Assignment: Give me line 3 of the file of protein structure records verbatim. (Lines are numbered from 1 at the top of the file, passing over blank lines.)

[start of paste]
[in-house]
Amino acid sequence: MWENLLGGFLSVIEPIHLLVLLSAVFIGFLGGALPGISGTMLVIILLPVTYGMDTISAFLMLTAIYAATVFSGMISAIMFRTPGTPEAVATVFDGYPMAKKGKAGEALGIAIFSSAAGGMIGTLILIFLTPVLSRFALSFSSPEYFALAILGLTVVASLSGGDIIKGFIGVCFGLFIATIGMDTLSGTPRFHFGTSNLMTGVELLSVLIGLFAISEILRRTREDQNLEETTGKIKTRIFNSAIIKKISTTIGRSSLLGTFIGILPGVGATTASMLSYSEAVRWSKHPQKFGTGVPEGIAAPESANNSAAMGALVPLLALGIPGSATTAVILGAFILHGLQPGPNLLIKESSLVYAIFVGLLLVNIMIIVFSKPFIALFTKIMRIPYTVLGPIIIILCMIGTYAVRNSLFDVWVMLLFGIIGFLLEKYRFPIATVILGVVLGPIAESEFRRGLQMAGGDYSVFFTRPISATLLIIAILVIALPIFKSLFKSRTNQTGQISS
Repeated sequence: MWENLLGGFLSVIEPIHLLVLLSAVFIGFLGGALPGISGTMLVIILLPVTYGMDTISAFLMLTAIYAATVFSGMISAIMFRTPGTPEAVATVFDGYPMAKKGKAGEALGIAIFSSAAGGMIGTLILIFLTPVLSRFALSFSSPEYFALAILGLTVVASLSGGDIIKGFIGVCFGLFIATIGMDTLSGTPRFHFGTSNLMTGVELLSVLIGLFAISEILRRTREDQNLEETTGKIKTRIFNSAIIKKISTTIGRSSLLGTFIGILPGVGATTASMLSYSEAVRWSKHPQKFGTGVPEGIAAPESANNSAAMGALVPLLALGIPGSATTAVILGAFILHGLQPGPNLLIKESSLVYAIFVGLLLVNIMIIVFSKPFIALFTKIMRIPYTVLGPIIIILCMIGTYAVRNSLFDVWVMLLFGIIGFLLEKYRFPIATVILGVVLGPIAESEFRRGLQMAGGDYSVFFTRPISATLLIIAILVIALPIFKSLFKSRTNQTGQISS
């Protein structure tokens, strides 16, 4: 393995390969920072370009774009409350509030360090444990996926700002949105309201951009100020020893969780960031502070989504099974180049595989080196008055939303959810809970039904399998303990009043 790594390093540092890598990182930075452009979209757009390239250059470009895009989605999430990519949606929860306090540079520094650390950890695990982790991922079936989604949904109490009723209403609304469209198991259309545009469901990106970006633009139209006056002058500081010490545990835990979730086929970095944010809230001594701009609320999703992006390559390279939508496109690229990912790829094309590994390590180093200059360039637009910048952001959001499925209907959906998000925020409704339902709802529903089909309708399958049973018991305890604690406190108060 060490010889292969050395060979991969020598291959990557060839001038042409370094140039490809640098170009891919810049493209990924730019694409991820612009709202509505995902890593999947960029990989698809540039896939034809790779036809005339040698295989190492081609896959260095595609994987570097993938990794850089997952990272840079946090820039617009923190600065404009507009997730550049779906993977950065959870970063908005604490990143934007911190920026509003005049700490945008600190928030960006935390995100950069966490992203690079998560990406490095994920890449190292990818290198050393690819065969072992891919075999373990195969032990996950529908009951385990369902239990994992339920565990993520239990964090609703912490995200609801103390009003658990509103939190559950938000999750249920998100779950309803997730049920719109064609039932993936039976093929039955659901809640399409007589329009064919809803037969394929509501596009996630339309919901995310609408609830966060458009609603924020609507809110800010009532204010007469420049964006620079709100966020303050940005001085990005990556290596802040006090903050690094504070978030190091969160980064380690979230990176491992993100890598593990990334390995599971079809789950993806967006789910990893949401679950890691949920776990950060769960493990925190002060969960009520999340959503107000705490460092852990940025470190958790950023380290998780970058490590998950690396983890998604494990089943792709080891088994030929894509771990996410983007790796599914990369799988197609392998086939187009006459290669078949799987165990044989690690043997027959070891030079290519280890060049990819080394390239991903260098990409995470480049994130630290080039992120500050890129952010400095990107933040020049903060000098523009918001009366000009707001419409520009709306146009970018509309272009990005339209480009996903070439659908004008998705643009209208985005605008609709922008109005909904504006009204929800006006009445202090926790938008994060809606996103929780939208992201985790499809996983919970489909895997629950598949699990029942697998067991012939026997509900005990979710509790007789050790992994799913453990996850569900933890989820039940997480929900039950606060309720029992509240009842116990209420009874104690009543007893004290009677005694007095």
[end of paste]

Repeated sequence: MWENLLGGFLSVIEPIHLLVLLSAVFIGFLGGALPGISGTMLVIILLPVTYGMDTISAFLMLTAIYAATVFSGMISAIMFRTPGTPEAVATVFDGYPMAKKGKAGEALGIAIFSSAAGGMIGTLILIFLTPVLSRFALSFSSPEYFALAILGLTVVASLSGGDIIKGFIGVCFGLFIATIGMDTLSGTPRFHFGTSNLMTGVELLSVLIGLFAISEILRRTREDQNLEETTGKIKTRIFNSAIIKKISTTIGRSSLLGTFIGILPGVGATTASMLSYSEAVRWSKHPQKFGTGVPEGIAAPESANNSAAMGALVPLLALGIPGSATTAVILGAFILHGLQPGPNLLIKESSLVYAIFVGLLLVNIMIIVFSKPFIALFTKIMRIPYTVLGPIIIILCMIGTYAVRNSLFDVWVMLLFGIIGFLLEKYRFPIATVILGVVLGPIAESEFRRGLQMAGGDYSVFFTRPISATLLIIAILVIALPIFKSLFKSRTNQTGQISS